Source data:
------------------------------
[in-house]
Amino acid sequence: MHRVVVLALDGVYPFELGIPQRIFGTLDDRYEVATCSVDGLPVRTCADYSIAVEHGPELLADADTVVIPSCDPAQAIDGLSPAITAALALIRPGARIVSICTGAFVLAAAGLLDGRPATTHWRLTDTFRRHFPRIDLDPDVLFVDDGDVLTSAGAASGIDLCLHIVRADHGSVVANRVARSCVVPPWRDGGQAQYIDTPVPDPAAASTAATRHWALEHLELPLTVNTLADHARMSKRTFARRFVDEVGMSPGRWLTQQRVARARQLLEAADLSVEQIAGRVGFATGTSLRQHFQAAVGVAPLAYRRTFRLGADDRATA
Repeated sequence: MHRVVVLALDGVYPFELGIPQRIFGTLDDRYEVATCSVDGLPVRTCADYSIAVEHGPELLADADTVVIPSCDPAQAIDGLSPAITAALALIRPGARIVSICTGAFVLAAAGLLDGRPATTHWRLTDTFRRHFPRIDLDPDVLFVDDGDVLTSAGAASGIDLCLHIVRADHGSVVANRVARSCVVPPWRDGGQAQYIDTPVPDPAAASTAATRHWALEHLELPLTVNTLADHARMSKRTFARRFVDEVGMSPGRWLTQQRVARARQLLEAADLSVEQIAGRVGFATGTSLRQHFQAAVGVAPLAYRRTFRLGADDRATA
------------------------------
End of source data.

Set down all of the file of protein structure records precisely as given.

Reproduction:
[in-house]
Amino acid sequence: MHRVVVLALDGVYPFELGIPQRIFGTLDDRYEVATCSVDGLPVRTCADYSIAVEHGPELLADADTVVIPSCDPAQAIDGLSPAITAALALIRPGARIVSICTGAFVLAAAGLLDGRPATTHWRLTDTFRRHFPRIDLDPDVLFVDDGDVLTSAGAASGIDLCLHIVRADHGSVVANRVARSCVVPPWRDGGQAQYIDTPVPDPAAASTAATRHWALEHLELPLTVNTLADHARMSKRTFARRFVDEVGMSPGRWLTQQRVARARQLLEAADLSVEQIAGRVGFATGTSLRQHFQAAVGVAPLAYRRTFRLGADDRATA
Repeated sequence: MHRVVVLALDGVYPFELGIPQRIFGTLDDRYEVATCSVDGLPVRTCADYSIAVEHGPELLADADTVVIPSCDPAQAIDGLSPAITAALALIRPGARIVSICTGAFVLAAAGLLDGRPATTHWRLTDTFRRHFPRIDLDPDVLFVDDGDVLTSAGAASGIDLCLHIVRADHGSVVANRVARSCVVPPWRDGGQAQYIDTPVPDPAAASTAATRHWALEHLELPLTVNTLADHARMSKRTFARRFVDEVGMSPGRWLTQQRVARARQLLEAADLSVEQIAGRVGFATGTSLRQHFQAAVGVAPLAYRRTFRLGADDRATA